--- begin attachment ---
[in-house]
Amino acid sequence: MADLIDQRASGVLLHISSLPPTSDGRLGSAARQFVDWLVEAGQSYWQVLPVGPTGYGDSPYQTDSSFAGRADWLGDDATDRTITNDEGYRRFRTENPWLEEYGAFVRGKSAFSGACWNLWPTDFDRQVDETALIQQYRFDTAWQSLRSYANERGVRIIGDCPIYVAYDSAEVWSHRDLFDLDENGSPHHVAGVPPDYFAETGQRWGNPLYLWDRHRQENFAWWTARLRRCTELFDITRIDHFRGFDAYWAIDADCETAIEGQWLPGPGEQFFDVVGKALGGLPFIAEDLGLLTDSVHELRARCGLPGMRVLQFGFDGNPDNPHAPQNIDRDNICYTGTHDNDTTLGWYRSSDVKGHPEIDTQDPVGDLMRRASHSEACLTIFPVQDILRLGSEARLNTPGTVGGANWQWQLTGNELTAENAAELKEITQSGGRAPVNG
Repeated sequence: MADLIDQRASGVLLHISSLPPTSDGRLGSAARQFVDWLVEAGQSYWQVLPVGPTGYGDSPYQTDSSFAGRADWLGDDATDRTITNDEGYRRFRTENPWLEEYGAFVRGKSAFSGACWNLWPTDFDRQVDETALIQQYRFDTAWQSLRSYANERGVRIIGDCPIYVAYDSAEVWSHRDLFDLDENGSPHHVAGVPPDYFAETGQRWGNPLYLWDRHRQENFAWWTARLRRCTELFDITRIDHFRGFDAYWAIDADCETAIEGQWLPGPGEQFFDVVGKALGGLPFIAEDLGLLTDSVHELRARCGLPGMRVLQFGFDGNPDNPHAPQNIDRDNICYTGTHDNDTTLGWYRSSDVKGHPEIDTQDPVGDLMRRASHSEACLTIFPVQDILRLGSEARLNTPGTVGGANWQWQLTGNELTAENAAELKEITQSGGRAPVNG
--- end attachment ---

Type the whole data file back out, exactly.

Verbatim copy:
[in-house]
Amino acid sequence: MADLIDQRASGVLLHISSLPPTSDGRLGSAARQFVDWLVEAGQSYWQVLPVGPTGYGDSPYQTDSSFAGRADWLGDDATDRTITNDEGYRRFRTENPWLEEYGAFVRGKSAFSGACWNLWPTDFDRQVDETALIQQYRFDTAWQSLRSYANERGVRIIGDCPIYVAYDSAEVWSHRDLFDLDENGSPHHVAGVPPDYFAETGQRWGNPLYLWDRHRQENFAWWTARLRRCTELFDITRIDHFRGFDAYWAIDADCETAIEGQWLPGPGEQFFDVVGKALGGLPFIAEDLGLLTDSVHELRARCGLPGMRVLQFGFDGNPDNPHAPQNIDRDNICYTGTHDNDTTLGWYRSSDVKGHPEIDTQDPVGDLMRRASHSEACLTIFPVQDILRLGSEARLNTPGTVGGANWQWQLTGNELTAENAAELKEITQSGGRAPVNG
Repeated sequence: MADLIDQRASGVLLHISSLPPTSDGRLGSAARQFVDWLVEAGQSYWQVLPVGPTGYGDSPYQTDSSFAGRADWLGDDATDRTITNDEGYRRFRTENPWLEEYGAFVRGKSAFSGACWNLWPTDFDRQVDETALIQQYRFDTAWQSLRSYANERGVRIIGDCPIYVAYDSAEVWSHRDLFDLDENGSPHHVAGVPPDYFAETGQRWGNPLYLWDRHRQENFAWWTARLRRCTELFDITRIDHFRGFDAYWAIDADCETAIEGQWLPGPGEQFFDVVGKALGGLPFIAEDLGLLTDSVHELRARCGLPGMRVLQFGFDGNPDNPHAPQNIDRDNICYTGTHDNDTTLGWYRSSDVKGHPEIDTQDPVGDLMRRASHSEACLTIFPVQDILRLGSEARLNTPGTVGGANWQWQLTGNELTAENAAELKEITQSGGRAPVNG